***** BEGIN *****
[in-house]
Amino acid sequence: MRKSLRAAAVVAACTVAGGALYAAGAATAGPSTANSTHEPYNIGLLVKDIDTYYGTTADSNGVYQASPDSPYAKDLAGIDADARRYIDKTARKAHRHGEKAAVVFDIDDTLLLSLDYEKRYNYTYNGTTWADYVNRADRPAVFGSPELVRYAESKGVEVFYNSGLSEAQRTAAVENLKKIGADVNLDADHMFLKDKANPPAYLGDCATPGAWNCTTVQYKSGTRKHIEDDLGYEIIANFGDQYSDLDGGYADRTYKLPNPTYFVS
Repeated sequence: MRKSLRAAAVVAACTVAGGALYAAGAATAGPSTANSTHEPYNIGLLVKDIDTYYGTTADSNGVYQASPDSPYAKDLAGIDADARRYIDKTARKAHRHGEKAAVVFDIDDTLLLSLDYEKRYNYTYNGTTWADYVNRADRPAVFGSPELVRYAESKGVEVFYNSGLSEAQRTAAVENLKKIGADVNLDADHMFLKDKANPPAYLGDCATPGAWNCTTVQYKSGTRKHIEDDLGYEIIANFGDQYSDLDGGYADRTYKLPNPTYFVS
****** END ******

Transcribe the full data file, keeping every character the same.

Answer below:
[in-house]
Amino acid sequence: MRKSLRAAAVVAACTVAGGALYAAGAATAGPSTANSTHEPYNIGLLVKDIDTYYGTTADSNGVYQASPDSPYAKDLAGIDADARRYIDKTARKAHRHGEKAAVVFDIDDTLLLSLDYEKRYNYTYNGTTWADYVNRADRPAVFGSPELVRYAESKGVEVFYNSGLSEAQRTAAVENLKKIGADVNLDADHMFLKDKANPPAYLGDCATPGAWNCTTVQYKSGTRKHIEDDLGYEIIANFGDQYSDLDGGYADRTYKLPNPTYFVS
Repeated sequence: MRKSLRAAAVVAACTVAGGALYAAGAATAGPSTANSTHEPYNIGLLVKDIDTYYGTTADSNGVYQASPDSPYAKDLAGIDADARRYIDKTARKAHRHGEKAAVVFDIDDTLLLSLDYEKRYNYTYNGTTWADYVNRADRPAVFGSPELVRYAESKGVEVFYNSGLSEAQRTAAVENLKKIGADVNLDADHMFLKDKANPPAYLGDCATPGAWNCTTVQYKSGTRKHIEDDLGYEIIANFGDQYSDLDGGYADRTYKLPNPTYFVS